Transaminitis is the elevation of transaminases in the liver, most commonly alanine transaminase and asperate transaminase. This condition is often discovered in asymptomatic patients in primary care.Know More
As explained by Wikipedia, transaminases provide two main functions within the liver: breaking down amino acids and converting energy storage molecules. The amount of transaminases present in the plasma, or serum, portion of the blood is normally low. However, in the presence of liver damage, liver cell membranes become compromised and more permeable. They can thereby leak some of the enzymes into blood circulation.
A common cause for transaminitis is nonalcoholic fatty liver disease, a condition that is estimated to affect up to 30 percent of the population, according to the American Academy of Family Physicians. Other common causes include medical-associated liver injury, viral hepatitis, hemochromatosis and alcoholic liver disease. Thyroid disorders, autoimmune hepatitis, celiac disease, hemolysis and muscle disorders are less common contributing conditions. Evidence to guide diagnostic efforts is limited but is usually comprised of testing procedures like blood work to check iron-binding capacity, fasting lipid profile and blood glucose measurement. Observation and re-evaluation are important aspects of a long-term liver analysis and may lead to additional testing, such as ultrasonography. Further evaluations, including liver biopsy, are recommended if transaminase levels remain elevated for a period of six months or more.Learn more about Diagnostics & Imaging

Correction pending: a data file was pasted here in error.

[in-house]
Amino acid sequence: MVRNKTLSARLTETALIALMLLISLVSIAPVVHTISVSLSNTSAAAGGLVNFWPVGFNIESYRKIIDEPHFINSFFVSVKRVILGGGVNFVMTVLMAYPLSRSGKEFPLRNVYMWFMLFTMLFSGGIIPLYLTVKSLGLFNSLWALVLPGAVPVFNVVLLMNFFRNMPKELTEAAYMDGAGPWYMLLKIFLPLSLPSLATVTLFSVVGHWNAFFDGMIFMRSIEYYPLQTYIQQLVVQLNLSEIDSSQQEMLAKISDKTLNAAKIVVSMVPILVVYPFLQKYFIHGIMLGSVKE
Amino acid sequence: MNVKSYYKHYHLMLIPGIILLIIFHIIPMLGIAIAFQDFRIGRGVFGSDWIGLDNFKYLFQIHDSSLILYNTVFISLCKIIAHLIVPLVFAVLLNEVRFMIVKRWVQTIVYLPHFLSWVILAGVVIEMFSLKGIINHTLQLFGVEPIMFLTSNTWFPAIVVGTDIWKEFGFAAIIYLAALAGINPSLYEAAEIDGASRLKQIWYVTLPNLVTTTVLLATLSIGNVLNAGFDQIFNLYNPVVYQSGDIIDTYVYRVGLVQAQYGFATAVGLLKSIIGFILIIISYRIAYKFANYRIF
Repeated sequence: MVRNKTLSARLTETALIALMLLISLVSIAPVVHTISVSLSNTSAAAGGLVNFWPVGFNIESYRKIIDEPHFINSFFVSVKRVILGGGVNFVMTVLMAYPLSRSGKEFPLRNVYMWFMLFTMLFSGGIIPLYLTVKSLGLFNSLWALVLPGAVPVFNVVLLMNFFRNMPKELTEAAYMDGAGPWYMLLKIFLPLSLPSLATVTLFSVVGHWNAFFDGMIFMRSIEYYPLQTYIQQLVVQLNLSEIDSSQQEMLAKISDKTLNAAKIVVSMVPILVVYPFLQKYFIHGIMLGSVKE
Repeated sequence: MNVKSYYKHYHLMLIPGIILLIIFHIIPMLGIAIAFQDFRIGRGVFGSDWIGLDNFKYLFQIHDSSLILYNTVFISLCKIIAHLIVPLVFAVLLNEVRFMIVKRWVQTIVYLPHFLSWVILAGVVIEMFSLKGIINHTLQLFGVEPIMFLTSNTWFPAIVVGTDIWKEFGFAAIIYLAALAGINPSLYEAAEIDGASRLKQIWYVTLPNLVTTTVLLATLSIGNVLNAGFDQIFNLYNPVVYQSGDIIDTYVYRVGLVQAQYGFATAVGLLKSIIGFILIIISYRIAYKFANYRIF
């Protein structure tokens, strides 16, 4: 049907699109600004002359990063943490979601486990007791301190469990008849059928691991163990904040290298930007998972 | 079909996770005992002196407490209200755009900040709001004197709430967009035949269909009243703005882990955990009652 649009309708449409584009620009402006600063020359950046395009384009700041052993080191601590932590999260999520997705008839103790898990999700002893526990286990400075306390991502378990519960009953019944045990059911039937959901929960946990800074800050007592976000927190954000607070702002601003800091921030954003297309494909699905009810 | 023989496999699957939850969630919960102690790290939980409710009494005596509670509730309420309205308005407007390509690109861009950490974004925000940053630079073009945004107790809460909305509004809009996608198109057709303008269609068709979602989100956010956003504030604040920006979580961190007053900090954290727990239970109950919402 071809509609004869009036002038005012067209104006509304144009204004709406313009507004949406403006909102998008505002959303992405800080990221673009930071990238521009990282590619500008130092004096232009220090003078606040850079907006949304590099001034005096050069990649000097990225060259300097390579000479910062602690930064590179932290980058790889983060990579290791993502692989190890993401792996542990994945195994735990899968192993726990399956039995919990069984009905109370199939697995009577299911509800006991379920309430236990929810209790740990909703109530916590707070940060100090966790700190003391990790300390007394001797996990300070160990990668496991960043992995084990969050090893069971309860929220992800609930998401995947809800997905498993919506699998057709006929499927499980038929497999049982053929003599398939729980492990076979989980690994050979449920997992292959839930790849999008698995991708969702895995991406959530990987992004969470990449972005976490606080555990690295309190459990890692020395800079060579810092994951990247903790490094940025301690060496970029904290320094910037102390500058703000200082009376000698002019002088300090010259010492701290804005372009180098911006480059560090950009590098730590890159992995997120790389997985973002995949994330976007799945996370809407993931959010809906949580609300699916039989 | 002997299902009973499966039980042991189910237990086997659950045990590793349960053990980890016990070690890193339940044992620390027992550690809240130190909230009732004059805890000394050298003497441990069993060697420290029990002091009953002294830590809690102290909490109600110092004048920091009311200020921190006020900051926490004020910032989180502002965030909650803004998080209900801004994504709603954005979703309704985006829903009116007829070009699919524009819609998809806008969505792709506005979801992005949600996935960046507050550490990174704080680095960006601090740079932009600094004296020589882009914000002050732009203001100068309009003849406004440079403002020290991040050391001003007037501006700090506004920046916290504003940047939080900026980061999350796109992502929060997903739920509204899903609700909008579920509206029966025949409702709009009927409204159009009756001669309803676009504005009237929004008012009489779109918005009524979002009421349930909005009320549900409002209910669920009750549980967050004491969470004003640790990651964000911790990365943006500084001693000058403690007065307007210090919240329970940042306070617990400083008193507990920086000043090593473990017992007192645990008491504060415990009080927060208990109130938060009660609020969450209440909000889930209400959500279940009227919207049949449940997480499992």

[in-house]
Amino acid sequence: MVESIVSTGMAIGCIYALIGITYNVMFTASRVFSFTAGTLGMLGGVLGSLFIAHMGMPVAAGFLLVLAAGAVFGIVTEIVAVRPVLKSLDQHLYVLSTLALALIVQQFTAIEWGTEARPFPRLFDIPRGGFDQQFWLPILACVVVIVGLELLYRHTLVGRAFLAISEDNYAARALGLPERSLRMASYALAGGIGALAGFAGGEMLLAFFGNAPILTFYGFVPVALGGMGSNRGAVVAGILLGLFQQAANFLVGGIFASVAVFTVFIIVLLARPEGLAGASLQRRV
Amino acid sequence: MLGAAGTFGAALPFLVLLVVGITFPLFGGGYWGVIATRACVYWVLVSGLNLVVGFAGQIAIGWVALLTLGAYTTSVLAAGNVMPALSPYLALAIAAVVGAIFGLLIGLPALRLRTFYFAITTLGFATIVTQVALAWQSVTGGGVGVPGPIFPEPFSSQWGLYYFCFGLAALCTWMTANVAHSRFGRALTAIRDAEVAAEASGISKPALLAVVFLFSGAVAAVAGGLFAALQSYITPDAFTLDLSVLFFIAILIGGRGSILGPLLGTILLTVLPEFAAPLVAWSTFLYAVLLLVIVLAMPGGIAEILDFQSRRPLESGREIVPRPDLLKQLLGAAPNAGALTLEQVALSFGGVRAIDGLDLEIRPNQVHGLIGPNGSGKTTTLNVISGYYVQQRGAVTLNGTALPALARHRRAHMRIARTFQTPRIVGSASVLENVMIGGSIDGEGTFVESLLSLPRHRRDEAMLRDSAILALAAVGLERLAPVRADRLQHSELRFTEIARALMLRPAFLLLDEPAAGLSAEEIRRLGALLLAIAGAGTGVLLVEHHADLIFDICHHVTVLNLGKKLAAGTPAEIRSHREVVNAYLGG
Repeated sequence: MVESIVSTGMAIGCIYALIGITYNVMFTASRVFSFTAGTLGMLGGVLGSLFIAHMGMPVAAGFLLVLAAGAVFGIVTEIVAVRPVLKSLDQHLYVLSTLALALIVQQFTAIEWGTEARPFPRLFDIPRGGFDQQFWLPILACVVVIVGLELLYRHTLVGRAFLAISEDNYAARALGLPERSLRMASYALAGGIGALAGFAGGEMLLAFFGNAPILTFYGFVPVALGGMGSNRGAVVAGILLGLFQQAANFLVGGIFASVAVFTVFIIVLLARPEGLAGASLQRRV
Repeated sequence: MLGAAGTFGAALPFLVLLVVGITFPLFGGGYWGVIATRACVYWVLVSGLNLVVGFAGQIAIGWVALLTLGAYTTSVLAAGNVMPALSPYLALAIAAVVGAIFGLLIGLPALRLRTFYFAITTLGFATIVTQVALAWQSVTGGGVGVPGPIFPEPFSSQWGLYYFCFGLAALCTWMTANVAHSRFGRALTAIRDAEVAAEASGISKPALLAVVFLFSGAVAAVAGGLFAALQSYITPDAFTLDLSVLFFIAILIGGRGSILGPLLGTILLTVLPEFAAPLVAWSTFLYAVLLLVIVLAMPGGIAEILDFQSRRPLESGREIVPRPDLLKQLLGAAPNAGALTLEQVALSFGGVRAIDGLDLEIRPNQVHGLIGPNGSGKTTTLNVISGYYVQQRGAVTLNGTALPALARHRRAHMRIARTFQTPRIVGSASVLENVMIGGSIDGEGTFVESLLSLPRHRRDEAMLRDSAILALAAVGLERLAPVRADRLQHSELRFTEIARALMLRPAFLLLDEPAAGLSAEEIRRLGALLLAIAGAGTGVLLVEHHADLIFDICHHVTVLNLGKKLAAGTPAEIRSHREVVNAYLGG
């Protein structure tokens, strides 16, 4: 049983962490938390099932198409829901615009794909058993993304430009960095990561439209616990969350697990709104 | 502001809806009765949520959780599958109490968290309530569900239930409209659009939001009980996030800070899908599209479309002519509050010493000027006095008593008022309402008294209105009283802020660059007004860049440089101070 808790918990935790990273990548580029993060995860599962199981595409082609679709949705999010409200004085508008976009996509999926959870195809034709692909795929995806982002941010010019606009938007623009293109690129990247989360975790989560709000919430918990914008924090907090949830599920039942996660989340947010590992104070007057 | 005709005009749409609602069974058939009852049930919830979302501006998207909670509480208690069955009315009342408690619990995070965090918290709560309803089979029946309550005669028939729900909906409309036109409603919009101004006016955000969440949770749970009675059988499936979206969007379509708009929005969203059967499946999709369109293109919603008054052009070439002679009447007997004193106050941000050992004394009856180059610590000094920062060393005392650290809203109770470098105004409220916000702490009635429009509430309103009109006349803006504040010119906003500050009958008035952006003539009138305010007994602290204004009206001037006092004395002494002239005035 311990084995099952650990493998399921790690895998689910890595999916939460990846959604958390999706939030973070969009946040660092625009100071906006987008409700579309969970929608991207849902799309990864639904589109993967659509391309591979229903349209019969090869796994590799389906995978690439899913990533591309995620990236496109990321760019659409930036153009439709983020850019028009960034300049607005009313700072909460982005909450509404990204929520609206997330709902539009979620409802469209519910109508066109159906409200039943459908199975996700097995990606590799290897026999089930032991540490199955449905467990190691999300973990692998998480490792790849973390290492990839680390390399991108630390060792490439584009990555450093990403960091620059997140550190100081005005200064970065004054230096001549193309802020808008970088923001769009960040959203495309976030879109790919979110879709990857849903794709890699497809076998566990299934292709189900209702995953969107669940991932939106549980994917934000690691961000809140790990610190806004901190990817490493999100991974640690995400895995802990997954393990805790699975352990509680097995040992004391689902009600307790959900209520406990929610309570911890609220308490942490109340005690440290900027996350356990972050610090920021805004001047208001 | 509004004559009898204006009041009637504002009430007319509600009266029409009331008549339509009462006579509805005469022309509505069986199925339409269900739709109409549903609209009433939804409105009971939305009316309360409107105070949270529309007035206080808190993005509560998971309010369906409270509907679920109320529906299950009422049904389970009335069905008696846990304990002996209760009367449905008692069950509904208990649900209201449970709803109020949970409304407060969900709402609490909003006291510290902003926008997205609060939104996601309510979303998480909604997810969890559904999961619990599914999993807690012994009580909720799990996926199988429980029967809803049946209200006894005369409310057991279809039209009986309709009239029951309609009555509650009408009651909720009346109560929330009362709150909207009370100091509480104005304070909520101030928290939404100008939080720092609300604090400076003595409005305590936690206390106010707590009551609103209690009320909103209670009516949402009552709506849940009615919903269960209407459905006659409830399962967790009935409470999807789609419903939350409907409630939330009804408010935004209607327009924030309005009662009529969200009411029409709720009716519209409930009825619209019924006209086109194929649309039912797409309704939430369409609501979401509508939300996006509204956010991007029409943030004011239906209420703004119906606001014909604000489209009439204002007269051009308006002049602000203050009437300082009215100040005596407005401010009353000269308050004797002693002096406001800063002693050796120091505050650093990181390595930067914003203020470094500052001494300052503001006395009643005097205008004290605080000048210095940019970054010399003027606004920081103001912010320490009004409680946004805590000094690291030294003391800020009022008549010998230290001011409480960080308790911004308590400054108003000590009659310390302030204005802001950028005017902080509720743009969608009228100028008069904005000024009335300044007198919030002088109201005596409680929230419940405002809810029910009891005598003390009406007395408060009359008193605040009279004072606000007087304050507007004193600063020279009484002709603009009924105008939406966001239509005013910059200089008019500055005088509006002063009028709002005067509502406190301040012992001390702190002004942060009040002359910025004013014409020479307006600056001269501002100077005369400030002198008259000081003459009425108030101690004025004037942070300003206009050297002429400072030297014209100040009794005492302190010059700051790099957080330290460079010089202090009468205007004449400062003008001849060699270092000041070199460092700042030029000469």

An ultrasound for the liver is the same type of abdominal ultrasound used to look at the baby in the womb of a pregnant female. A liver ultrasound requires the patient to lie on a table, have gel placed on the skin and have a wand moved over the abdomen.Full Answer >
Liver hypodensity is a term used by radiologists to describe areas of the liver on CT scans, according to Dr. Tracy A. Berg. It means there are areas of the liver that appear less dense on a CT scan than the surrounding liver tissue.Full Answer >
Ultrasounds of the liver and surrounding organs diagnose the cause of pain in the abdomen. They look for causes of infections and abnormal liver function tests, damage after an injury, and tumors and cancers. The exact reason to have a liver ultrasound depends on the patient's symptoms, notes MedlinePlus.Full Answer >
Liver function tests often involve many different measurements that can often be hard to understand. The main values measured in a liver blood test are the aminotransferases (ALT and AST), each accompanied with a range that is considered normal, states eMedicineHealth.Full Answer >